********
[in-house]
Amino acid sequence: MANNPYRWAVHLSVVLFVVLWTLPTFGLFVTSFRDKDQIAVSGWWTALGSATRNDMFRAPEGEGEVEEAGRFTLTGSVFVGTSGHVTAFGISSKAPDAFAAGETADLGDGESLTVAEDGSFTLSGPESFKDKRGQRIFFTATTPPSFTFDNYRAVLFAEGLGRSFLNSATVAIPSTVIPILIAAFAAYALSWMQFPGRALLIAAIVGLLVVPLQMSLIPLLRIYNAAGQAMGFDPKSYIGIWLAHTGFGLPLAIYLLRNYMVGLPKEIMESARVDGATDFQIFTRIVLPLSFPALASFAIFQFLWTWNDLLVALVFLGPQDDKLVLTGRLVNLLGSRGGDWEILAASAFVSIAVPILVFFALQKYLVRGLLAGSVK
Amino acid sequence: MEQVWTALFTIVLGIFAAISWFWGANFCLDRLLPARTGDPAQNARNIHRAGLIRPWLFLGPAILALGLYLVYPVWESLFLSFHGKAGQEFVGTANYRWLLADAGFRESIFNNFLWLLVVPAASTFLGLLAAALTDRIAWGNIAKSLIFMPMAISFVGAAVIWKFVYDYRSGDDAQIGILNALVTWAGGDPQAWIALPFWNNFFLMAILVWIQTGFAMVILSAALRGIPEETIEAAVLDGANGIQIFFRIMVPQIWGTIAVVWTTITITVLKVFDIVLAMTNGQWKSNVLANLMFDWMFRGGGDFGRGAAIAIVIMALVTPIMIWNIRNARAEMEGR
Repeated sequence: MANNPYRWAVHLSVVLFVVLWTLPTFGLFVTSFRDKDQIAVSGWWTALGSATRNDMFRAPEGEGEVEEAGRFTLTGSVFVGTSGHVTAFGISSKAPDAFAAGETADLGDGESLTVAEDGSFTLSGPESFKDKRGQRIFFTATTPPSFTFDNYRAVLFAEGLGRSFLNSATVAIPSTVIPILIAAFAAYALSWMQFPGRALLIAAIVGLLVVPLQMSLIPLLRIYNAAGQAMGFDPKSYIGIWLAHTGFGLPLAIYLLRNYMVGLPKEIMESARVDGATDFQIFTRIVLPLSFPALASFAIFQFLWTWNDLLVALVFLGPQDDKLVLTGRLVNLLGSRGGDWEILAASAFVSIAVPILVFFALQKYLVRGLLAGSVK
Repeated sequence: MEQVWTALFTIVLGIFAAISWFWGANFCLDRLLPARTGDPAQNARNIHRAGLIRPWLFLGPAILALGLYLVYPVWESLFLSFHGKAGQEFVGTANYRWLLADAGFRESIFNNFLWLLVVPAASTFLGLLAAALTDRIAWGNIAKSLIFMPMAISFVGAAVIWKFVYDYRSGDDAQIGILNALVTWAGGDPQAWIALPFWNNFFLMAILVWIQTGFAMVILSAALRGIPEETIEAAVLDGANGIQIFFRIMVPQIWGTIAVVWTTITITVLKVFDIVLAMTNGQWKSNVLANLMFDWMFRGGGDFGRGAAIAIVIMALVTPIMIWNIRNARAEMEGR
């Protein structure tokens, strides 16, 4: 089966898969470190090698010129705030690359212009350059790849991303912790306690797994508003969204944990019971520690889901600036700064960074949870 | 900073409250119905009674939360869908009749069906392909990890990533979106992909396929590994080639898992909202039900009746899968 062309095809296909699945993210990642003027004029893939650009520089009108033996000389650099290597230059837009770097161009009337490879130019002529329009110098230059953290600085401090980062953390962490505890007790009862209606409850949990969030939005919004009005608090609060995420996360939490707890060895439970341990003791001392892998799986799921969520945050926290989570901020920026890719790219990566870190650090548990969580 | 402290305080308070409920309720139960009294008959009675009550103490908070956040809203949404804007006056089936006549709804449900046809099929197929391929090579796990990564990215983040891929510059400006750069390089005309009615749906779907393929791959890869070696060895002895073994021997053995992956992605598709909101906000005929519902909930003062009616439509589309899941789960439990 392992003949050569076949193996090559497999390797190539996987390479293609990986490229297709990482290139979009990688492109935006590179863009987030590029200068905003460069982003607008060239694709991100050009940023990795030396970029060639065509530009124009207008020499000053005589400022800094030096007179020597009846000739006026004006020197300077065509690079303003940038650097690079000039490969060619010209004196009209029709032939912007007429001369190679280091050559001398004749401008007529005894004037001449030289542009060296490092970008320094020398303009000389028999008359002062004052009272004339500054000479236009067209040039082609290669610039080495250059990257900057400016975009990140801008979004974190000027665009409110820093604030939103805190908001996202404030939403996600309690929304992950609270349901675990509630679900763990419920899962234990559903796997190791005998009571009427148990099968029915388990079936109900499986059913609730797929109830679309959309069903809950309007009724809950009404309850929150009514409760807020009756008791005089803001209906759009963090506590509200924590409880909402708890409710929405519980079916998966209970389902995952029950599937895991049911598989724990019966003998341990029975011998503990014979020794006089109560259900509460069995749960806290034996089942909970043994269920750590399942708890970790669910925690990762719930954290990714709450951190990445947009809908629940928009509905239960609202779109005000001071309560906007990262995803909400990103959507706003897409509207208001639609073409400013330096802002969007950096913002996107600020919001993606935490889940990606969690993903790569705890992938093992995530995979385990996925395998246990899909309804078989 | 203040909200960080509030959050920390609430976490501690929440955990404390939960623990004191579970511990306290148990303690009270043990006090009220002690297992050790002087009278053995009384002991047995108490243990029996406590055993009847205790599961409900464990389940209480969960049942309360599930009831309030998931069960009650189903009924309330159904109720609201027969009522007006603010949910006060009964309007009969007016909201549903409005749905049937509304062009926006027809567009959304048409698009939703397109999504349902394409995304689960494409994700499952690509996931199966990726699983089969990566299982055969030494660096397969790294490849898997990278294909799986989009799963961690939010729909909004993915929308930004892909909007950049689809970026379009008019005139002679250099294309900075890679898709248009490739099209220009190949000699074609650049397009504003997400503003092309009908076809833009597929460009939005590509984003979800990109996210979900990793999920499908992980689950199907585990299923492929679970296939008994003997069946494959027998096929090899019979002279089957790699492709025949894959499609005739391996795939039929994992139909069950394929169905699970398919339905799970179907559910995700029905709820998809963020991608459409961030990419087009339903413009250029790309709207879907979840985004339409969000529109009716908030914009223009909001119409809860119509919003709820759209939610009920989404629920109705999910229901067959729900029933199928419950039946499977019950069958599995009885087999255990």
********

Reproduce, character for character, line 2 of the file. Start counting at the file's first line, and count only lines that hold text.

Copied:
Amino acid sequence: MANNPYRWAVHLSVVLFVVLWTLPTFGLFVTSFRDKDQIAVSGWWTALGSATRNDMFRAPEGEGEVEEAGRFTLTGSVFVGTSGHVTAFGISSKAPDAFAAGETADLGDGESLTVAEDGSFTLSGPESFKDKRGQRIFFTATTPPSFTFDNYRAVLFAEGLGRSFLNSATVAIPSTVIPILIAAFAAYALSWMQFPGRALLIAAIVGLLVVPLQMSLIPLLRIYNAAGQAMGFDPKSYIGIWLAHTGFGLPLAIYLLRNYMVGLPKEIMESARVDGATDFQIFTRIVLPLSFPALASFAIFQFLWTWNDLLVALVFLGPQDDKLVLTGRLVNLLGSRGGDWEILAASAFVSIAVPILVFFALQKYLVRGLLAGSVK